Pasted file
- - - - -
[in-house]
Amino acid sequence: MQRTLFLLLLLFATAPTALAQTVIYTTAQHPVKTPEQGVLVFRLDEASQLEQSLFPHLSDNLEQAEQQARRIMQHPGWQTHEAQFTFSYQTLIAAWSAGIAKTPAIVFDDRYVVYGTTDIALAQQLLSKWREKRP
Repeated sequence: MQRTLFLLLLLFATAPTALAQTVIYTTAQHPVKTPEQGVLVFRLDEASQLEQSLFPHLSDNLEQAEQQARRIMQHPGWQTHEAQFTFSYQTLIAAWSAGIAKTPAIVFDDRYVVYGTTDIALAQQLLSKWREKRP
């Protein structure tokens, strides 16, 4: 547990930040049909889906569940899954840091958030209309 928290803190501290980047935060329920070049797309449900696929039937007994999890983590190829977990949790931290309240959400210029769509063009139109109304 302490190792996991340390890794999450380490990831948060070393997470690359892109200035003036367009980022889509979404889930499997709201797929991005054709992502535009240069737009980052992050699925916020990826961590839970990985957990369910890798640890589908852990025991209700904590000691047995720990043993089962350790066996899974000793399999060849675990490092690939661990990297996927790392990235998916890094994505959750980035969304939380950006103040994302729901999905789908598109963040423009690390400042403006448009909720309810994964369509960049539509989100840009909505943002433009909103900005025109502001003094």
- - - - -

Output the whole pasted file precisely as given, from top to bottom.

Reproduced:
[in-house]
Amino acid sequence: MQRTLFLLLLLFATAPTALAQTVIYTTAQHPVKTPEQGVLVFRLDEASQLEQSLFPHLSDNLEQAEQQARRIMQHPGWQTHEAQFTFSYQTLIAAWSAGIAKTPAIVFDDRYVVYGTTDIALAQQLLSKWREKRP
Repeated sequence: MQRTLFLLLLLFATAPTALAQTVIYTTAQHPVKTPEQGVLVFRLDEASQLEQSLFPHLSDNLEQAEQQARRIMQHPGWQTHEAQFTFSYQTLIAAWSAGIAKTPAIVFDDRYVVYGTTDIALAQQLLSKWREKRP
């Protein structure tokens, strides 16, 4: 547990930040049909889906569940899954840091958030209309 928290803190501290980047935060329920070049797309449900696929039937007994999890983590190829977990949790931290309240959400210029769509063009139109109304 302490190792996991340390890794999450380490990831948060070393997470690359892109200035003036367009980022889509979404889930499997709201797929991005054709992502535009240069737009980052992050699925916020990826961590839970990985957990369910890798640890589908852990025991209700904590000691047995720990043993089962350790066996899974000793399999060849675990490092690939661990990297996927790392990235998916890094994505959750980035969304939380950006103040994302729901999905789908598109963040423009690390400042403006448009909720309810994964369509960049539509989100840009909505943002433009909103900005025109502001003094």